1.Against All Odds


Los Angeles poker classics


Bad Beat Poker

Pot-Limit Omaha

Spooky Hand

World Poker Challenge

Pot-Limit Hold'em Tournaments

Foxwood's Poker

Five-Star World Poker

World Series of Poker-2000

World Series Poker Championship

2.World Series of Poker Hands

Youngest World Champion

World Series Poker-1999

World Series Poker-1998

World Series Poker-2002





U.S.. Poker Championship-1999


WSOP's Winner-2000


WSOP's Record-2003

"Big One" in WSOP-2003

3.World Poker Tour


World Poker Tour-2002

WPT's winner-2003



World Poker Tournament-2003

WPT's Event-2003

Foxwood's World Poker

Amir's Big Call

4.European Poker Tour

The Poker em

Poker In Amsterdam-1998

The Poker em-2000

Late Night Poker 3-2000


5.Reading other Player's mail


Tournaments of Champion-1999

A Tale Of Four Bluffs


Commerce Casino-2002

No-Limit Hold'em Event-2002


Howard Slenderer’s “Pick Your Spot”

I had a dream.  (Phil Hellmuth talking, for the moment.) I dreamed that Howard Lederer (“Bub,” to his friends) would win the Party Poker Million in 2002.  But in 2002, Howard left that boat after being on board only about poker five minutes.  Why did I have that dream?  It wasn’t as if Howard has won very many limit Hold’em tournaments, and it’s not as if I dream too often about other players winning them, so who knows?

            In 1999, as it happens, “London” Ali Sharkasheik dreamed that I would win the Poker EM (the European Poker Championship) in Vienna.  He was right, more or less.  As it happens, I did win the Poker EM, but in 2000-one year later.  So I was expecting the same thing from Howard. 

I dreamed he would win in 2002, but I thought he would win in 2003, since he hadn’t won ( or even competed ) in 2002.  I finally bet him at 4 to 1 with three players left when he was short-chipped.  I should have bet Howard from the beginning (at perhaps 40 to 1), but I didn’t want to focus on anything but myself-and I was in there after the first two days of the tourney when the “to win” prices were high.

            So Ali told me of his dream, and I told Howard of my dream.  Did that help Bub and me win?  Probably-it certainly helped me win-but let’s stick to the quantifiable facts here! Howard did win the Party Poker Million in 2003, making him the winner of an amazing two World Poker series Tour (WPT) events.  That’s two ahead of Chan, Seidel, Cloutier, Ivey, Juanda, and me.  (Gus Hansen has the honor of winning three WPT  events)  On top of that, bub was in the print media for the WPT, which was running in People magazine and Sports Illustrated.  Go, Howard, go!

            Bub and I cowrote this story about a key hand at the WPT event at Foxwood's in 2002, where he threw away A-K with a king on the board on fourth street.  If he had called and won, he would have had over $12,000, but instead, despite having $2,500 in the pot, he folded, leaving himself only $3,500 with the blinds at $100-$200.  “I later found out that I was beat,” he said.  “Had I called there, I would have been out, and then who knows what would have happened.  Certainly I would not have won Foxwood's, world poker and perhaps not the Party Poker Million II, either.”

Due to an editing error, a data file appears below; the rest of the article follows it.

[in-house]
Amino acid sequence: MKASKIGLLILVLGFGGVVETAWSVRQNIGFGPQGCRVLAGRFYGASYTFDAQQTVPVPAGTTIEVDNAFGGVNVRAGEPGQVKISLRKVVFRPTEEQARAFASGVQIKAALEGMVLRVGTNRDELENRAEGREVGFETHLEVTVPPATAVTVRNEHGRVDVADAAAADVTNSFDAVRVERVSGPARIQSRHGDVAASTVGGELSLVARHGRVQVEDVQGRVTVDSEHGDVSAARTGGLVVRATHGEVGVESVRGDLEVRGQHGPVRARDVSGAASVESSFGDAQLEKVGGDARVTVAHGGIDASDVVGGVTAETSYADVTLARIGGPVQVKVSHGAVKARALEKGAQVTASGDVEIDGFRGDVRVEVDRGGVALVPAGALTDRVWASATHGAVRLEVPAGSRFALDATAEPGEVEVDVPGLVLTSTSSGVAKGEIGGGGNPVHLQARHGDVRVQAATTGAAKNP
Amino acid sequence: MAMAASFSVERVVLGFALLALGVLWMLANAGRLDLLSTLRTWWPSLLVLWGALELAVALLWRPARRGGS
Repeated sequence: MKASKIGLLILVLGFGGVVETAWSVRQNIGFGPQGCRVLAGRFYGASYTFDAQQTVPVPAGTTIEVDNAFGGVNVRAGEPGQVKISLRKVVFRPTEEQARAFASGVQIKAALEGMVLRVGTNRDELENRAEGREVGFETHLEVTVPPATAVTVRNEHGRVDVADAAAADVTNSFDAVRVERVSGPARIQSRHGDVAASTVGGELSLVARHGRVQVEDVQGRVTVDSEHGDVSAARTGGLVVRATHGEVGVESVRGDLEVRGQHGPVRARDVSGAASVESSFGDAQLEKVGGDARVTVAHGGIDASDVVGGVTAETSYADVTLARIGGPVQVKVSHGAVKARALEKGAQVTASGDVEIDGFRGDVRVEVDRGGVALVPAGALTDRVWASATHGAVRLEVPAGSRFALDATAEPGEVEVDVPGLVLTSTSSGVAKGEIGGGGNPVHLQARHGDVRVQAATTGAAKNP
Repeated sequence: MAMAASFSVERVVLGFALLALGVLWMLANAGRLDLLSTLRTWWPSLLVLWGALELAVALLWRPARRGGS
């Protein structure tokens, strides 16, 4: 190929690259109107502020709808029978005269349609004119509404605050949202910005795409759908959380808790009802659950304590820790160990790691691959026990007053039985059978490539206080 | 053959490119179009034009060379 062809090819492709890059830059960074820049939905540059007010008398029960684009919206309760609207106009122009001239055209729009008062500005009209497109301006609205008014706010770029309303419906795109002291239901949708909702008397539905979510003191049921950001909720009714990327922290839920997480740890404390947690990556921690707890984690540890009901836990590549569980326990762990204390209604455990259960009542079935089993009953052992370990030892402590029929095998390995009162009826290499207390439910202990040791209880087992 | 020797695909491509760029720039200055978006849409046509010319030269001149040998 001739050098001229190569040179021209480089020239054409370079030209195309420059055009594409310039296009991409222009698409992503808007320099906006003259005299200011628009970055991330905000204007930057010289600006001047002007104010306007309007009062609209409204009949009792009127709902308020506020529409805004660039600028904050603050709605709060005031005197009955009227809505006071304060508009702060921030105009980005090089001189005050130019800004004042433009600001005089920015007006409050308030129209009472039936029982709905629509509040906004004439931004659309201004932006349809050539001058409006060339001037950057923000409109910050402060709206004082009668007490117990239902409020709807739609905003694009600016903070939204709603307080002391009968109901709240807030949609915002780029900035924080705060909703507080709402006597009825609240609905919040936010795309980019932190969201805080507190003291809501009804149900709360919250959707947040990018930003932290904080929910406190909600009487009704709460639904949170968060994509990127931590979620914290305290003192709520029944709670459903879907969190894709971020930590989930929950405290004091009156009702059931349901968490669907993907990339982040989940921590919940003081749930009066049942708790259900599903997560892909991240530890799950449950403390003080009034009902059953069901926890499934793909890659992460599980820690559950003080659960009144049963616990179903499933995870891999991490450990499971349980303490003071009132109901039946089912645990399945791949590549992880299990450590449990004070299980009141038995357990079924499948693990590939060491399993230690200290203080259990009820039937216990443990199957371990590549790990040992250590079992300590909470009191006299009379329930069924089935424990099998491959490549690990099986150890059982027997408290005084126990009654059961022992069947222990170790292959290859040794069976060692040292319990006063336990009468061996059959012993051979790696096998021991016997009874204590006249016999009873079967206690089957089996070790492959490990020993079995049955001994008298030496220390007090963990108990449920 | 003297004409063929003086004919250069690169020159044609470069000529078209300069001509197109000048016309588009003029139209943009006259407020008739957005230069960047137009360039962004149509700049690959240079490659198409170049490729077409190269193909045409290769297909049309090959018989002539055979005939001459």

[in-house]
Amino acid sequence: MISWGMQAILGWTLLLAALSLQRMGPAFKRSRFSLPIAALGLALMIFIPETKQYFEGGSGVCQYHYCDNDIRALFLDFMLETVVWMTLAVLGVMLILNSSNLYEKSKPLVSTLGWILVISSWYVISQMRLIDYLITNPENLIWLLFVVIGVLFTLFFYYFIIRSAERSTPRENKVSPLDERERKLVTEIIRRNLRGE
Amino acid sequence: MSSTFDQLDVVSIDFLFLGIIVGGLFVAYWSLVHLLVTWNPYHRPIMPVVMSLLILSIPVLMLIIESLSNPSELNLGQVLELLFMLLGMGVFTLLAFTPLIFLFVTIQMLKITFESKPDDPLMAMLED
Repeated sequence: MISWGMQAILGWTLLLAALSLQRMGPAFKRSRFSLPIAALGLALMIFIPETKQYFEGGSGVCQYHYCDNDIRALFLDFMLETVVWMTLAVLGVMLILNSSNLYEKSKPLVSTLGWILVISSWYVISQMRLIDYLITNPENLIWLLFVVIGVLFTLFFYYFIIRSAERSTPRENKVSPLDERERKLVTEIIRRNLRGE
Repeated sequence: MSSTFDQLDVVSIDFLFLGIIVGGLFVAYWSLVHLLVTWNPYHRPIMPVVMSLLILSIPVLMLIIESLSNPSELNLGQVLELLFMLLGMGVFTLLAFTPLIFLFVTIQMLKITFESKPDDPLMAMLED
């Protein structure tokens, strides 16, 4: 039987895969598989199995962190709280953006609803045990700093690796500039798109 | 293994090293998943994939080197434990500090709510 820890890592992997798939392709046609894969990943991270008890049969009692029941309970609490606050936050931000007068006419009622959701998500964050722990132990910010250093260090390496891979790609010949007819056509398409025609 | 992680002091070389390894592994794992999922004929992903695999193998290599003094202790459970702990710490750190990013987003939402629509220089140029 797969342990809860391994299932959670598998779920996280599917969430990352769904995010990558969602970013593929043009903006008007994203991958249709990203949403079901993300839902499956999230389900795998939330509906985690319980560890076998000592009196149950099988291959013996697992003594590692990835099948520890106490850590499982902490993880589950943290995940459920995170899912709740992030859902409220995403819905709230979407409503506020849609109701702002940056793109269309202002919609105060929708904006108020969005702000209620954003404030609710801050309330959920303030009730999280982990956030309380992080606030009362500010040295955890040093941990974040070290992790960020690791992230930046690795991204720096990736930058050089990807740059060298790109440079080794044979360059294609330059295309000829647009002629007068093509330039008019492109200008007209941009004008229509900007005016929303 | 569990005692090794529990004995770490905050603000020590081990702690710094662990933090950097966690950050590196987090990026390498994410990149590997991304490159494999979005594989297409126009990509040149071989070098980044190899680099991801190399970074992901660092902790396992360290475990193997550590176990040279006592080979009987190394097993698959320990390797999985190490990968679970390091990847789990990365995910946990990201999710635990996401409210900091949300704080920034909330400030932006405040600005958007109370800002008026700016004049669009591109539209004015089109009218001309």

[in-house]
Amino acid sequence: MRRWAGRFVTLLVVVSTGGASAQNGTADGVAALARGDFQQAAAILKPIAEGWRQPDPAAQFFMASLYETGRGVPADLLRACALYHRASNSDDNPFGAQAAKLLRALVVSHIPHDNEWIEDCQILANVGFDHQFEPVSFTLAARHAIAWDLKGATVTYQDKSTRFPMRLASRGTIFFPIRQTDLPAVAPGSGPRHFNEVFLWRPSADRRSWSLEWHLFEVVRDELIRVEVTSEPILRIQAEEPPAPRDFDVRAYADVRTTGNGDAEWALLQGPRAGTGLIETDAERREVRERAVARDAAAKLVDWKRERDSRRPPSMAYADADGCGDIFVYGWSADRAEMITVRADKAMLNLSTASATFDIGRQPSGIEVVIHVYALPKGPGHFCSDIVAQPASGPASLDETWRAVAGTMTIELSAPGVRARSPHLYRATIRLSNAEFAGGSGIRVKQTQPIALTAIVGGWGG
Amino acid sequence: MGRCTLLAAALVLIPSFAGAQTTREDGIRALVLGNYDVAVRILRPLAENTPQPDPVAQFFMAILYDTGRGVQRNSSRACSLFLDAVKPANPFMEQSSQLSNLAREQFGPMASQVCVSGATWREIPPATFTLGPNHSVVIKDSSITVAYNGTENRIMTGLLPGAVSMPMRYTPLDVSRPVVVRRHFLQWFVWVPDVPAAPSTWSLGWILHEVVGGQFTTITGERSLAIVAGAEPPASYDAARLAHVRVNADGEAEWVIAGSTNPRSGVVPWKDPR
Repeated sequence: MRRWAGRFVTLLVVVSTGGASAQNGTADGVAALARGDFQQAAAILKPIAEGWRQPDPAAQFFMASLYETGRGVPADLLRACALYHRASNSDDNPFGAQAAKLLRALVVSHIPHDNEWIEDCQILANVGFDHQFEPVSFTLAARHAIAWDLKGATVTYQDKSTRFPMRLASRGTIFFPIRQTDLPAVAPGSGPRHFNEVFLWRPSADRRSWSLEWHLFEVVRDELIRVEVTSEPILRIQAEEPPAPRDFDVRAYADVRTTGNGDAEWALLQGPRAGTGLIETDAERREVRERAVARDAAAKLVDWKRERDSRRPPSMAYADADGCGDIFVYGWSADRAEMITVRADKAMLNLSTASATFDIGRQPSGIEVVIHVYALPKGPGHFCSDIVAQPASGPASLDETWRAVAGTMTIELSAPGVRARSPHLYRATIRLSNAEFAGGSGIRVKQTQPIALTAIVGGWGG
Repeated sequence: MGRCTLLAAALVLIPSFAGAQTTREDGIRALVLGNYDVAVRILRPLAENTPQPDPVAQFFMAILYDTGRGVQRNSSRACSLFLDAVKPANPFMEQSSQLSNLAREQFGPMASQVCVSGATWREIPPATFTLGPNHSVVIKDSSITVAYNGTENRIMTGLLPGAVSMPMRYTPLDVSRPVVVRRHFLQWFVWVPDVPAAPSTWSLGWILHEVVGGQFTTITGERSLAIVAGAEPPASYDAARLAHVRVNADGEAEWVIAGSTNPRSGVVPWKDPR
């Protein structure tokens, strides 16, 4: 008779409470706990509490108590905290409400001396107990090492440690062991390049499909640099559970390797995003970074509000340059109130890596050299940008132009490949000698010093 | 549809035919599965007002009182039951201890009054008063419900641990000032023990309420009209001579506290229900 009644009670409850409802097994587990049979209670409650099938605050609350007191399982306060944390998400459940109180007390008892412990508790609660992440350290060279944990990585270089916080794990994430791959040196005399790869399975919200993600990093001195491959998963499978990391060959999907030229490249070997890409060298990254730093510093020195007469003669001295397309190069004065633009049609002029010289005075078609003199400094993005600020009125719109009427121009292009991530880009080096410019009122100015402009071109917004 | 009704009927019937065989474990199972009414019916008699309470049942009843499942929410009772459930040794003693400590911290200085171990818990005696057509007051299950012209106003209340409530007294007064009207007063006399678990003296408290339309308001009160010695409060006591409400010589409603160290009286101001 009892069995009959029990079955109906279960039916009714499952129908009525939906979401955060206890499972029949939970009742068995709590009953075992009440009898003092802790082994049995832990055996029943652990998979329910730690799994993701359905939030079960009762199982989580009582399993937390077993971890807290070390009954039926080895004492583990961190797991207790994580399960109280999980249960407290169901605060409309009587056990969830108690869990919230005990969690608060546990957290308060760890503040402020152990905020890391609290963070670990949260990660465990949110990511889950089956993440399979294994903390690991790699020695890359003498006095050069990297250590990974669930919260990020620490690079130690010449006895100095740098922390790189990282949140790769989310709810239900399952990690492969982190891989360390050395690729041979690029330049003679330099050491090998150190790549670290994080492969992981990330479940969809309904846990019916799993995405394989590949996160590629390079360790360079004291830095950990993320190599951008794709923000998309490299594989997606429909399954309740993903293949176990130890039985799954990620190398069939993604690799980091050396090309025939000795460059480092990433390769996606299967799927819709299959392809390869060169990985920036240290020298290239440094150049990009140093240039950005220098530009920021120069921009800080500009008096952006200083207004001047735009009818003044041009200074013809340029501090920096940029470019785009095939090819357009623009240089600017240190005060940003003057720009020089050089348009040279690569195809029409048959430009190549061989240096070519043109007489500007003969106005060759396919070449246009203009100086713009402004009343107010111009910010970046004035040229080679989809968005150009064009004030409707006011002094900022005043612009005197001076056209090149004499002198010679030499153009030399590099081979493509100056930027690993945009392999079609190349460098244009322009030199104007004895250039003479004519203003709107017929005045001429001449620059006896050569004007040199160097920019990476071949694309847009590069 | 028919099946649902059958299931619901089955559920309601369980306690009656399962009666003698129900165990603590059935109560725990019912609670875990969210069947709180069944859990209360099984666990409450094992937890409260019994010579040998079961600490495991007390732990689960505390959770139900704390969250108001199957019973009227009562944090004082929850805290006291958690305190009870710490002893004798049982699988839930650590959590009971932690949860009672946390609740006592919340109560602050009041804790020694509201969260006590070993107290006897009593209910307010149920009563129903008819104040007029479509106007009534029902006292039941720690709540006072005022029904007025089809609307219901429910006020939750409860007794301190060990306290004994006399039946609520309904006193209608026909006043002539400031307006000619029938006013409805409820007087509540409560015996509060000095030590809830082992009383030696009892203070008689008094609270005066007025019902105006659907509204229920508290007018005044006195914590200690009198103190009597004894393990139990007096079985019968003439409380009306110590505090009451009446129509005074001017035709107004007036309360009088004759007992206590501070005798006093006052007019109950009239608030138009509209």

Shortly after making that laydown, bub found himself in the big blind with $3,900 and 9-9.  Adam Schoenfeld opened in middle position for $900, the button called with short chips (leaving himself with $2,500), David Levi called in the small blind, and now Howard faced a decision hold'em poker game. He debated calling and trying to make a hand, or moving all-in and trying to win the $2,400 in the main pot.  Howard figured that the button and the small blind couldn’t have him bad beat poker.  Thus, if he moved all-in, he had to worry only about Adam’s hand.

            Howard opted to move all-in, and when Adam’s hand hit the muck Howard breathed a big sigh of relief under the cool exterior of his poker face.  Bub was actually pleased when the button called his last $2,500, figuring that he wouldn’t be calling with A-J or A-Q, and that he would have already moved all-in with A-K over the top of Adam. 

And when Levi went into the tank, adding up the pot and calculating the pot odds, Howard began to root for him to call as well, thinking Levi had a pair underneath nines.  By the way (“by the way” is one of Bub’s favorite saying), Howard put the button at 5-5, which is in fact what the button had.  After about two minutes, Levi called as well, with 3-3.

            When Bub’s hand held up, he was now back up to $11,500 and right back in the mix.  He feels that the lesson here is that waiting for the right spot to move your chips all-in is an important key in poker tournaments.  In this case, Howard would more likely have ended up with $12,000 by making a good laydown, in order to wait for a better scenario later play poker card games.       

In other words, putting your chips in badly, lured by the size of the pot, when you’re in tough shape, is just too easy.  Better to just wait for a better situation advanced poker.  As Howard says, “Make the laydown, and realize that the chips that you leave yourself may prove to be the chips that you’ll win the tournament with card games.”  He sees too many frustrated calls by players today in poker tournaments.


6.From The Other Side Of Table


Commerce Casino-1999



Bellagio Poker

Ladies World Championship

High Limit Action in Houston

Commerce Casino's California-1999

Party Poker Million-2002

WSOP's Winner-2002

WSOP seven card stud-2000

Foxwood's Casino

Pot-Limit Hold'em Event

World Heads-Up Poker Tour

United States Poker Championship

7.Poker Hollywood Style

Chinese Poker

Bicycle Club Casino


Celebrity Poker

Hustler Casino

8.Cheesehead Poker

Poker in Madison


Sportsmen Club

Pot-Limit Hold'em At Nora's Bar

Big Game in Wisconsin